Bildtext får vara max två rader text. Hela texten ska högerjusteras om den bara ska innehålla fotobyline! Photo: B. Christensen/Azote
Artificial breeding site offers perfect platform for seabird observations
On the island of Stora Karlsö, the steel built lab gives researchers access to observe the largest seabird colony in the Baltic Sea
A BIRDWATHCER'S PARADISE: A 45-minute boat ride from the Swedish island of Gotland, lies Stora Karlsö, the second oldest natural reserve in the world. Known for its abundant bird life, this is not just a breeding ground for guillemots, common murres and razorbills, it is also a birdwatcher's paradise.
The island offers a spectacular scenery to observe these auk seabirds up close.
Observations on the birds have taken place since 1913, but in 2008 it took on a new dimension when an artificial breeding ground was built.
The Karlsö Auk Lab enables high-resolution studies with minimal disturbance of the breeding birds. Building materials and location were chosen to minimize environmental impact.
The lab was constructed to allow future outfitting with a range of high-technology devices. Since most of the fledged murre chicks in the subcolony have been ringed over the last 15 years, this enable recruitment and studies of birds with known life-history.
Improving the marine ecosystem
Today about 75 pairs of common murres are breeding, and there is room for about 300 pair in total. Ten pairs of razorbills also breed there, with the potential increase this to 60 pairs.
"We are be able to perform seabird studies with a resolution and technologies that are impossible in a strictly natural environment," says centre researcher Olof Olsson who has been involved in the work since the start.
Better knowledge of links between seabirds and their environment means the seabirds act as 'indicators' for how the marine ecosystem is fairing.
That in turn can help improve marine ecosystem-based management.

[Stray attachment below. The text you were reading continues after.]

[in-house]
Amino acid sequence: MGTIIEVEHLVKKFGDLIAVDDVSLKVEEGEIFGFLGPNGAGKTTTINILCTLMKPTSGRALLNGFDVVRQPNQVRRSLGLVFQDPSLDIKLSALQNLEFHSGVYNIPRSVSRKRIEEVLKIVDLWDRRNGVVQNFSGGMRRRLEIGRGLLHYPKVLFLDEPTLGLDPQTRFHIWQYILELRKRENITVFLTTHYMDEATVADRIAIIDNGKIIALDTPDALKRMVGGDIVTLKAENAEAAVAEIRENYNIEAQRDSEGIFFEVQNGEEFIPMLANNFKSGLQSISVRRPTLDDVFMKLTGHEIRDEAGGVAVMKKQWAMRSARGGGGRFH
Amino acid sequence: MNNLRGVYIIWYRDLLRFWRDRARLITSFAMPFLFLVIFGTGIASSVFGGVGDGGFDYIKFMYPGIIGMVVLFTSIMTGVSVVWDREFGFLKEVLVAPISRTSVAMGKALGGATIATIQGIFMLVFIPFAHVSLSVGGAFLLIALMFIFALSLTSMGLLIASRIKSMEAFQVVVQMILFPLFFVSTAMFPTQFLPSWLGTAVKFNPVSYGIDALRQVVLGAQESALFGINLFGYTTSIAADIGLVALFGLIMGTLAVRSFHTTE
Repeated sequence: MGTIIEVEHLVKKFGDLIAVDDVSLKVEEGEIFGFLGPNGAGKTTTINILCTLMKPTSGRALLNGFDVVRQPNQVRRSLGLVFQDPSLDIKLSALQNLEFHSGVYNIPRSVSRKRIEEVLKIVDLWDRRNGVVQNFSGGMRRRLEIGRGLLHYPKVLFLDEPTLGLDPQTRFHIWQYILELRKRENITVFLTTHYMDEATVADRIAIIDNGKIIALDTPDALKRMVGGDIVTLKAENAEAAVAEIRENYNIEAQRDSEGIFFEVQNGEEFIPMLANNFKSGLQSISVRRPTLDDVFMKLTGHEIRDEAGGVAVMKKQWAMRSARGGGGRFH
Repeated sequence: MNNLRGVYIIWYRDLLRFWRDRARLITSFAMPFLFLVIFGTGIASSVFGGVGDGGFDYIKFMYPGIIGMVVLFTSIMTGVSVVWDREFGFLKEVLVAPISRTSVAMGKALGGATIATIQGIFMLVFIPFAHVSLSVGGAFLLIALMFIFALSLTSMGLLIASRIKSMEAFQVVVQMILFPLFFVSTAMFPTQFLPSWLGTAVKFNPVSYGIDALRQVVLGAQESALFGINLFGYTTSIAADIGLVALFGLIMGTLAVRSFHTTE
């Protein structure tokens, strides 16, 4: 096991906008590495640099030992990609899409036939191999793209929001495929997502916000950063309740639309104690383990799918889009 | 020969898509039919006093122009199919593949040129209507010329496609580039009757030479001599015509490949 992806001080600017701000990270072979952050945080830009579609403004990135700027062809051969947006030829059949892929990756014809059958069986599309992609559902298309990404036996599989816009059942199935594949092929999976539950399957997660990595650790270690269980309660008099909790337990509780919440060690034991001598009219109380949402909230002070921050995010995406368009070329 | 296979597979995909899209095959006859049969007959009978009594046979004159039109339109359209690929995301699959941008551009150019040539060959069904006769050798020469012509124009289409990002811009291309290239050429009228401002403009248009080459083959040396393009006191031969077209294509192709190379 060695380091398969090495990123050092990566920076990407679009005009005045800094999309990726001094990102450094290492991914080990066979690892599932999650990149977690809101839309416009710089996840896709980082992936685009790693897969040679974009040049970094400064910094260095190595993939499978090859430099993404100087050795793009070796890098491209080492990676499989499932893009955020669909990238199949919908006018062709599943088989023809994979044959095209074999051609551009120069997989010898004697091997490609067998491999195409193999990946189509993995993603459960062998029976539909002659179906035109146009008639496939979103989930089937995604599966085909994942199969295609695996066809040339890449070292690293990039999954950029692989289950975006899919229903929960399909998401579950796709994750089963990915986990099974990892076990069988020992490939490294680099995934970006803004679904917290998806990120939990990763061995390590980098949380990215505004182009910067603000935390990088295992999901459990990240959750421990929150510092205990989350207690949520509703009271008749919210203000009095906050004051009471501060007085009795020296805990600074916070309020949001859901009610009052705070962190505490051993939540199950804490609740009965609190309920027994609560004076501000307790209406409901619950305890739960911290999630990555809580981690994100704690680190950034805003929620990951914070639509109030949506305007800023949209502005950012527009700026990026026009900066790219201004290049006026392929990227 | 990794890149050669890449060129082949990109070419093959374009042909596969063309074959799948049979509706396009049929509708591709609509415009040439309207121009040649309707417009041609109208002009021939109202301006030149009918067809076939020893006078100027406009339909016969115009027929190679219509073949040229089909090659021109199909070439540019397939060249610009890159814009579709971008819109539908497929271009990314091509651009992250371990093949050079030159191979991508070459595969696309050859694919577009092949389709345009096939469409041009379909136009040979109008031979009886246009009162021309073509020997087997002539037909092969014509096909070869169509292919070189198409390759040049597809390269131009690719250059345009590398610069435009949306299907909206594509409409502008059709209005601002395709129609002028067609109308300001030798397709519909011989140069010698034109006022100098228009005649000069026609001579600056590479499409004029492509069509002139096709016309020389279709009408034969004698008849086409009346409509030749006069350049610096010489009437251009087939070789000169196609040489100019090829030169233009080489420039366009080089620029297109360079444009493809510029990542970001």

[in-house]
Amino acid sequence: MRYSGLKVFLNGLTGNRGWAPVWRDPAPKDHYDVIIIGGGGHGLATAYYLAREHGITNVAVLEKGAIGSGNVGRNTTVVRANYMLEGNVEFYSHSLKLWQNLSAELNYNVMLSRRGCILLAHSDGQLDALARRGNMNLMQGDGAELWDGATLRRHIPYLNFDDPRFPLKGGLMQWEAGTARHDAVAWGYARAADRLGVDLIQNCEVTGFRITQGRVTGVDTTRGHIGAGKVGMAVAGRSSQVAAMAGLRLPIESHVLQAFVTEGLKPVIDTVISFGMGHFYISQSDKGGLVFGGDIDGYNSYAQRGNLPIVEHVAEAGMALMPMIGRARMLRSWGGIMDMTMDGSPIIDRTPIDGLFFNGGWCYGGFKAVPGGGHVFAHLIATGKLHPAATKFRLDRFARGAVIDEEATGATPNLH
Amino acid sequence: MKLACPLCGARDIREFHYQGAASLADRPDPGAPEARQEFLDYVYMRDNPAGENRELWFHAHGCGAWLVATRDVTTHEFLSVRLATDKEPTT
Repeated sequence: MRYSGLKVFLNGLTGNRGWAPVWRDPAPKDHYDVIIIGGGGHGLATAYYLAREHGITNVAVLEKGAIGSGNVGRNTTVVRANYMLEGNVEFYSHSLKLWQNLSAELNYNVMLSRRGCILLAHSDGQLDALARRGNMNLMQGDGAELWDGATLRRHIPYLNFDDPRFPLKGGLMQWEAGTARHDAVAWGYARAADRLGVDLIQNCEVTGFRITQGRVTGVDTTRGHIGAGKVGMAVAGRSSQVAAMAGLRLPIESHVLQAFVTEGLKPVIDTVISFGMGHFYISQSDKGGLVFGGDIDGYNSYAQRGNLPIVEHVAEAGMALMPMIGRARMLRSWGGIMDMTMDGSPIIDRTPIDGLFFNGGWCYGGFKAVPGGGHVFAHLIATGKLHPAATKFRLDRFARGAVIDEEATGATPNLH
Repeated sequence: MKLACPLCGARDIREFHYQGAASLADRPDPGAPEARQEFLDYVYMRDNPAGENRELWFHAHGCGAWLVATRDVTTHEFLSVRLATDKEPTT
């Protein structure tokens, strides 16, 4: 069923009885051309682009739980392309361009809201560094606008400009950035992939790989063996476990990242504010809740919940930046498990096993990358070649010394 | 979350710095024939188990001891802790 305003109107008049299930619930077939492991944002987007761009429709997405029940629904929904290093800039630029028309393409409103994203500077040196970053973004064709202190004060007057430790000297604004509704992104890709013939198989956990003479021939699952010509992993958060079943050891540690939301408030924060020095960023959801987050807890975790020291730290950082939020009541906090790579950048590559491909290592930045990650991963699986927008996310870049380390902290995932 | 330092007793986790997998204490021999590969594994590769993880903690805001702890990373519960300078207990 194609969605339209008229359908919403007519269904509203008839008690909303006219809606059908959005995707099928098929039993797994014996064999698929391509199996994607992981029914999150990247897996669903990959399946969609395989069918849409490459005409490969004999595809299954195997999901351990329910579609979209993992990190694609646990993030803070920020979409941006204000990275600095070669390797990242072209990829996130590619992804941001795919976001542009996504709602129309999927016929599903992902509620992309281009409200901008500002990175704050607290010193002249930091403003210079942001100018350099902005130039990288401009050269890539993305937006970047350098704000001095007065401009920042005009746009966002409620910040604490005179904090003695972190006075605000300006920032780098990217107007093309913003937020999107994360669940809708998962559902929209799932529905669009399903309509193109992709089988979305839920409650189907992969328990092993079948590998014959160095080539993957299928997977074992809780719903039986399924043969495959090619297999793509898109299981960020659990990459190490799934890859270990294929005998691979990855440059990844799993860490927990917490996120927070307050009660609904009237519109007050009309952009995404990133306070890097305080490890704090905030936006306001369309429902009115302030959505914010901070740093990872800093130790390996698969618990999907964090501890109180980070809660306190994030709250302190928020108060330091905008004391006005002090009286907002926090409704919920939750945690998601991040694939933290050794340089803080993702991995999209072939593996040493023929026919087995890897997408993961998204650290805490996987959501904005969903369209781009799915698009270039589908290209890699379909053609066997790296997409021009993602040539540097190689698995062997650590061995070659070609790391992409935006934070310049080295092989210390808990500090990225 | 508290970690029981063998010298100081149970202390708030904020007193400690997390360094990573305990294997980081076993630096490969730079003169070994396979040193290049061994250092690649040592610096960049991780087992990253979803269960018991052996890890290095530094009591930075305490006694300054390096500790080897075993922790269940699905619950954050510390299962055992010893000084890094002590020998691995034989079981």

The Auk Lab was sponsored by WWF Sweden and was established in collaboration with the non-profit company owing the island, Karlsö Jagt- och Djurskyddsförenings AB.
Watch video below where Olof Olsson explains how seabirds hunt for fish and how changing circumstances can affect their survival:
Research news | 2021-10-16
Centre receives substantial research funding on sustainable food production
IKEA Foundation grants 30 million SEK for continued research on more sustainable and just food systems. Gullspång Invest and its subsidiary Gullspång Re:food contribute additional 5 million SEK
Research news | 2021-10-16
Beatrice Crona appointed professor in sustainability science
Deputy science director selected for newly established professorship in sustainability science with focus on sustainable food systems
Research news | 2021-10-11
Low exposure to green areas may lead to higher rates of COVID-19 cases
New analysis links COVID-19 to nature inequity, showing communities of color face starkest burden
Research news | 2021-10-04
How cities play a crucial role in the transition to a carbon-free world
In connection with World Habitat Day, centre experts explain why cities are at the centre of planetary efforts to reduce our carbon footprint
Educational news | 2021-09-30
New MOOC on how to deal with the climate crisis
Learn how to drive the social change that is fundamentally required for an effective response to climate change
Research news | 2021-09-29
Ready for anything
Centre theme leader Cibele Queiroz explains why diversity is important in turbulent times